Transition and crystallinity

Since 1969, Guillet and his co-workers have initiated the use of IGC for the measurement of the glassy transition temperature of a polymer deposited on a solid support [Lavoie and Guillet (1969)]. Other works have been done on the influence of the tacticity of a PMMA deposited on an alumina on the $T_g$ by Braun and Guillet (1975), Hamieh and al (1988). Hamdi and al (2002) have also studied the influence of the impregnation ratio on the $T_g$ of a PMMA deposited on pyrogenic silica. Finally, a review on the subject was done by Nastasovic and Onjia (2008).

The method generally applied for the study of the polymer transition consists in representing the variation of the retention volume $V_g$ versus the reciprocal of the absolute temperature of the column. Such a representation is called retention diagram or Van't Hoff retention diagram. This variation is generally linear and the slope is related to the enthalpy of the process, solution in the liquid stationary phase or adsorption on the solid surface, if solid material is in the column. The relationship is shown by the equation hereafter. Thus:$$\frac{\partial \ln (V_g)}{\partial(1/T)}=-\frac{\Delta H}{R}$$

Here $-\Delta H$ is the corresponding enthalpy, $R$ is the gas constant and $V_g$ the specific retention volume. $V_N$ is directly related to  the neat retention volume as follow:$$V_g=\frac {1}{m}.\frac {273.15}{T}.V_N$$

Where $m$ is the mass of the solid contained in the column and $T$ the measurement temperature in Kelvin.
The Van't Hoff retention diagram displays a linear relationship so long the sorption process (adsorption or absorption) is invariant. It is not the case if a transition phenomenon occurs. We will then observe singularities as shown on the figure here after.  

Example of Van't Hoff retention diagram, highlighting the glassy transition temperature (T<sub>g</sub>) and the melting point (T<sub>m</sub>).
Example of Van't Hoff retention diagram, highlighting the glassy transition temperature ($T_g$) and the melting point ($T_m$).

The AB segment corresponds to a temperature domain, in which the polymer is under its glass transition temperature ($T_g$). In this temperature domain, only the adsorption at the polymer surface influences the retention process.

The point B corresponds to the glass transition temperature. Then, the penetration of the probe into the polymer mass starts and non-equilibrium conditions prevail to the point C where the probe can access all of the amorphous domains.

The variation of $\ln (V_g)$ in function of the reciprocal temperature becomes again linear until the fusion point $T_m$ is approached. The fusion of the crystalline domains leads to an increase of the retention volumes. At the point F, the fusion temperature Tm is reached. Thereafter, the segment FG, corresponds to the sorption process into the melting polymer layer, and a new linear relationship is observed.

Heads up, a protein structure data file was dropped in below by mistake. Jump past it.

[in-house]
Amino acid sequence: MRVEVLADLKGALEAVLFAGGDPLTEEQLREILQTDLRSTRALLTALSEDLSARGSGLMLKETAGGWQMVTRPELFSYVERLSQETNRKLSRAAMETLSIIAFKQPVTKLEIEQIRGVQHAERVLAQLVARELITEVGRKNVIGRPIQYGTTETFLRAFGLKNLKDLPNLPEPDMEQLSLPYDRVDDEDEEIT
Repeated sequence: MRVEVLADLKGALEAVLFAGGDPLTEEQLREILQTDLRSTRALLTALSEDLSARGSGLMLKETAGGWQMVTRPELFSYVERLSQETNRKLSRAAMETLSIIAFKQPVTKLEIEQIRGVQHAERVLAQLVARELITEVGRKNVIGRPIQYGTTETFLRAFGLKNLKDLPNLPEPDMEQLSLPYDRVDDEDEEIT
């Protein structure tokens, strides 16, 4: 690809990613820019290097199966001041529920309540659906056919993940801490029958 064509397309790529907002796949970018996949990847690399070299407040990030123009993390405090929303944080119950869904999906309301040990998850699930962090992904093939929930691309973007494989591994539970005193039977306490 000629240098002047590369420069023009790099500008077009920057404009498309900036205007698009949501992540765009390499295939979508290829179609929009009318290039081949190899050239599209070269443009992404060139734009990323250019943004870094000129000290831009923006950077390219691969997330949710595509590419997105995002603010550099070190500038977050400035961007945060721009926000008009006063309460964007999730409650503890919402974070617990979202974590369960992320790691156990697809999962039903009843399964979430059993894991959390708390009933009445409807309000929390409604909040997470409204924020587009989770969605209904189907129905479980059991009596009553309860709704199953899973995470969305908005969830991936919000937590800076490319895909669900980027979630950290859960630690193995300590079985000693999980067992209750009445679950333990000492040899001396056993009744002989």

The crystallinity ratio of the polymer phase could also be determined thanks to this diagram. For that purpose, the segment GF is extrapolated to the point E having the same abscissa than the point D, which matches at the beginning of the fusion of the crystalline domains. In fact, the ordinate of E would be equal to the measured value if the polymer would be completely amorphous. A crystallinity ratio can then be calculated according to the equation:$$W_\%=100. \left[ 1- \frac{V^E_g}{V^F_g}\right]$$

Where $V^E_g$ and $V^F_g$ are the net retention volumes corresponding respectively to the points E and F.

For the study of the transition temperature IGC analysis is complementary, e.g., to the DSC. In the case of polymers deposited in very thin layers on a solid, IGC is more interesting. Indeed, for very low polymer amounts, DSC is no more enough sensitive.

The next example highlights the influence of the impregnation ratio of pyrogenic silica by PMMA, on the glass transition and β transition temperatures, detected by IGC.

Retention diagrams of n-octane for a PMMA impregnated pyrogenic silica (in number of monomer unit (UM) by nm<sup>2</sup>)
Retention diagrams of n-octane for a PMMA impregnated pyrogenic silica (in number of monomer unit (UM) by nm2) [Hamdi and al (2002)].
A: Detection of the $β$ transition of the PMMA at 60°C.
B: Detection of the glass transition of the PMMA at 105°C.

We observe that the positions of these two transitions are independent of the impregnation rate. However, the intensity of the observed jump increases with it. This suggests that the adsorption on a surface does not disturb the most monomers units.

The great sensitivity of this method is underlined by the fact that the transitions are still detected for a coverage ratio of only 1 UM/m2. This is corresponding to an impregnation rate of only 2,2% in mass. Therefore, IGC is a well-adapted method for the study of the thermal properties of coating or sizing.

Finally, we can underline that the evolution of the superficial properties of a solid impregnated under a controlled way by a polymer can be an approach allowing to obtain information concerning the intensity of the interaction occurring between the solid surface and the macromolecule.